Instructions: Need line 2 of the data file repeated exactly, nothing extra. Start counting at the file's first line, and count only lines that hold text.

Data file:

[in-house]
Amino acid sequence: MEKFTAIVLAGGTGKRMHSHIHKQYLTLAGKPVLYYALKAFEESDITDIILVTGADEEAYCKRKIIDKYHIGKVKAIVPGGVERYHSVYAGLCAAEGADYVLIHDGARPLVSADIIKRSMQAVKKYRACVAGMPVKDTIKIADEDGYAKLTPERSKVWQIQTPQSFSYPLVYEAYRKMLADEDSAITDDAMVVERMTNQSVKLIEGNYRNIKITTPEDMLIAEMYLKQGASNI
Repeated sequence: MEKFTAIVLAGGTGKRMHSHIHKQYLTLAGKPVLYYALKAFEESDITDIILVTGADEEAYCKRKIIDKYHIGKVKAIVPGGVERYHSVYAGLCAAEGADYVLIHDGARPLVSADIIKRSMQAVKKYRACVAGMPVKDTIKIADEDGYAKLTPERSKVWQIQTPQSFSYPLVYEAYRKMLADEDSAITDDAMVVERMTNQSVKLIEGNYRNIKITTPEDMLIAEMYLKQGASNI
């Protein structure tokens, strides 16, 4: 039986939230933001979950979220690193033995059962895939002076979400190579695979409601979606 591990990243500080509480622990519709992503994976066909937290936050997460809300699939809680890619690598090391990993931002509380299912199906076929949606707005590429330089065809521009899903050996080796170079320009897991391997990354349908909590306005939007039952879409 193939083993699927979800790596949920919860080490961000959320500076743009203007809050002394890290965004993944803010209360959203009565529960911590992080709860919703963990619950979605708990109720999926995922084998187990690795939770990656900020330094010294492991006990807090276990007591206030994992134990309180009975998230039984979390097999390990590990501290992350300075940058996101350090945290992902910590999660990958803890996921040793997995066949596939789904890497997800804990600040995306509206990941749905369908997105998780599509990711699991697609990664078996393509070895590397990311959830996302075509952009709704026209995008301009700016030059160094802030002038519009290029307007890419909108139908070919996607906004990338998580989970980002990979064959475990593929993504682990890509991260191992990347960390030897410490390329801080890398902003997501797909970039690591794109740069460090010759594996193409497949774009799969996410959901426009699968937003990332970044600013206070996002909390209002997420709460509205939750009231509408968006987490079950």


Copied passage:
Amino acid sequence: MEKFTAIVLAGGTGKRMHSHIHKQYLTLAGKPVLYYALKAFEESDITDIILVTGADEEAYCKRKIIDKYHIGKVKAIVPGGVERYHSVYAGLCAAEGADYVLIHDGARPLVSADIIKRSMQAVKKYRACVAGMPVKDTIKIADEDGYAKLTPERSKVWQIQTPQSFSYPLVYEAYRKMLADEDSAITDDAMVVERMTNQSVKLIEGNYRNIKITTPEDMLIAEMYLKQGASNI